Viewpoint: Ample cause for prayer

In this climate, boldness and resolution cannot prosper.

Notes placed in the Western Wall prior to Rosh Hashana cleaning (photo credit: MARC ISRAEL SELLEM)
Notes placed in the Western Wall prior to Rosh Hashana cleaning
(photo credit: MARC ISRAEL SELLEM)
TWO CONTRADICTORY approaches punctuate the penitential season starting with the month of Elul and culminating in the 10 Days of Repentance from the New Year through Yom Kippur. The optimistic approach emphasizes that this is the season of greatest accessibility between the Jewish people and our Father creator and we should take advantage of this access to effect a rapprochement. The other approach, perhaps best exemplified by the Book of Jonah, is that our physical existence ‒ both personal and collective ‒ is at risk if we do not shape up and at least make a sincere effort to get our act in order.
Put me in the alarmist camp, especially after the Friday before Rosh Hashana brought us the Parsons Green tube blast in London and the North Korean missile flying over Japan. The denunciation by US President Donald Trump of the Parsons Green Station perpetrator/ s as a loser/s does not seem to have advanced us beyond the JV squad dismissal of ISIS by the Obama administration. The real losers are the victims of terrorist assaults, and now the UK has experienced five in the space of a year.
We are also getting a rewarmed “London can take it approach” reminiscent of the blitz. During the blitz of World War II, we did not get some handwringing that the most pernicious danger to be avoided was the rise of Teutonophobia. German sympathizers were placed in administrative detention or, if they were royals, packed off to the West Indies. Today, the struggle with jihadist terrorism and its local support base is much less resolute. There is a deep reluctance to concede that this is a war requiring a response à la guerre comme à la guerre.
If North Korea continues to progress with its nuclear program complete with an accurate intercontinental delivery system, the non-proliferation regime will become extinct. Iran and other nuclear wannabees will be emboldened. Countries that consider themselves threatened by the new nuclear club members and doubt the credibility of an American nuclear umbrella want nuclear weapons of their own, which raises the likelihood that the nuclear taboo will be abandoned. This means the daunting price of taking out North Korea’s nuclear program (or Iran’s) will be dwarfed manifold in future nuclear exchanges should this arsenal be left intact. The idea that a military strike remains unthinkable and diplomacy (even when it is not backed by a credible threat of force) is the only alternative makes this path almost inevitable.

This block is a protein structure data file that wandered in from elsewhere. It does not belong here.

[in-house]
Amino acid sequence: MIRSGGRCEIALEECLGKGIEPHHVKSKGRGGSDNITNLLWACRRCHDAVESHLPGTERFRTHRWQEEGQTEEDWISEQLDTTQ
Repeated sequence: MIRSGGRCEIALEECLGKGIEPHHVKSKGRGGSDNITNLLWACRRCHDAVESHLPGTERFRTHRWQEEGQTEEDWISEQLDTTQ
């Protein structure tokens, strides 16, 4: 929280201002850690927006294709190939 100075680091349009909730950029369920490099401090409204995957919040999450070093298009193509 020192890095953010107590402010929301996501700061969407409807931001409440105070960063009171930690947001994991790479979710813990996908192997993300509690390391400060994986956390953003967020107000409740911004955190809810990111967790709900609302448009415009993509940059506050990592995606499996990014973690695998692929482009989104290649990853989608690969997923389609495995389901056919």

These crises, joined by less spectacular economic and cultural crises, are compounded by a leadership crisis and solidarity crisis. The West appears to be leaderless. The Trump administration has failed to validate the hopes of its supporters and is perhaps setting the table for a backlash in the 2018 elections. Theresa May is hanging on by a thread in her own party and in the country at large. Emanuel Macron has repeated the experience of his predecessors from De Gaulle onward. You can perhaps win a massive electoral victory by appealing simultaneously to the Right and Left, but once you are president the masquerade is over and you adopt policies of either the Right or Left, thus forfeiting support from the disappointed and disillusioned.
CHANCELLOR ANGELA Merkel‘s fourth successive victory is marred by AfD’s entry into the Bundestag as the third largest party. Such a development revives the nightmare of the Weimar Republic when the rise of the far right and the far left made coalition mathematics far more problematic. Merkel provided AfD with momentum by the bonehead immigration policy the government lost control of. This lack of control was compounded when the obvious breakdowns were ignored by officials in a state of denial or adopting a deliberate policy of denial and cover up. Germany’s difficulties have put paid to the idea that Merkel and the federal republic could fill the leadership vacuum. This was never true in the best of times and it has just become more obvious.
The leadership crisis is exacerbated by a lack of internal solidarity that recalls the slogan of the French Right in the 1930s ‒ better Hitler than (French Socialist premier Leon) Blum. The political opponent is not someone to be reasoned with or persuaded, but must be destroyed and his positions not allowed to gain purchase. News outlets that once sought to create an educated public are increasingly becoming safe spaces to spare us from dealing with contrary opinions. In such a climate, leaders are not extended any slack or benefit of the doubt. For their opponents, they are evil incarnate and capable of the worst ‒ such as selling their country to the Kremlin in return for support in the elections. Conspiracy theory has gone mainstream, adding to existing doubts about the viability of Western democracy produced by economic stagnation and the cultural wars.
In this climate, boldness and resolution cannot prosper. Both internationally and domestically, we have never been closer to the 1930s than we are now. We have, therefore, ample cause for prayer and self-improvement.